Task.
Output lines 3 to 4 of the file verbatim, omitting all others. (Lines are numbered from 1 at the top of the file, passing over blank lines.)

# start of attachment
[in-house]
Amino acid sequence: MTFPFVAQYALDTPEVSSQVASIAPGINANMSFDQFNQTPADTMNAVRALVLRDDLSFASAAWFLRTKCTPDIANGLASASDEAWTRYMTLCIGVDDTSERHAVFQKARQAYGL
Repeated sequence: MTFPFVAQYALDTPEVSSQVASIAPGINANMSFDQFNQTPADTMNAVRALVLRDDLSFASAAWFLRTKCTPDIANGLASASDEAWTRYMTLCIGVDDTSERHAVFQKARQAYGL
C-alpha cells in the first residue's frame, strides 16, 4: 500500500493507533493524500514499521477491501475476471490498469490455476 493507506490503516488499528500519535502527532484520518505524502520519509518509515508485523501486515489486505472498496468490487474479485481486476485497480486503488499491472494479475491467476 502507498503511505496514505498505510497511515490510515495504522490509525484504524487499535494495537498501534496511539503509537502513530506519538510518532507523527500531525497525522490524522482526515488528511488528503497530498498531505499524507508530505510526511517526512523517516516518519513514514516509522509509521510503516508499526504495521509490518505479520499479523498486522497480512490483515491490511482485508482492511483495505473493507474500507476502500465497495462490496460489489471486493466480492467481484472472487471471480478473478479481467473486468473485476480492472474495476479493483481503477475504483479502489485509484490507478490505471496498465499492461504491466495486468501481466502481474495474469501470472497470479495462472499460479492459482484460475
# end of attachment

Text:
Repeated sequence: MTFPFVAQYALDTPEVSSQVASIAPGINANMSFDQFNQTPADTMNAVRALVLRDDLSFASAAWFLRTKCTPDIANGLASASDEAWTRYMTLCIGVDDTSERHAVFQKARQAYGL
C-alpha cells in the first residue's frame, strides 16, 4: 500500500493507533493524500514499521477491501475476471490498469490455476 493507506490503516488499528500519535502527532484520518505524502520519509518509515508485523501486515489486505472498496468490487474479485481486476485497480486503488499491472494479475491467476 502507498503511505496514505498505510497511515490510515495504522490509525484504524487499535494495537498501534496511539503509537502513530506519538510518532507523527500531525497525522490524522482526515488528511488528503497530498498531505499524507508530505510526511517526512523517516516518519513514514516509522509509521510503516508499526504495521509490518505479520499479523498486522497480512490483515491490511482485508482492511483495505473493507474500507476502500465497495462490496460489489471486493466480492467481484472472487471471480478473478479481467473486468473485476480492472474495476479493483481503477475504483479502489485509484490507478490505471496498465499492461504491466495486468501481466502481474495474469501470472497470479495462472499460479492459482484460475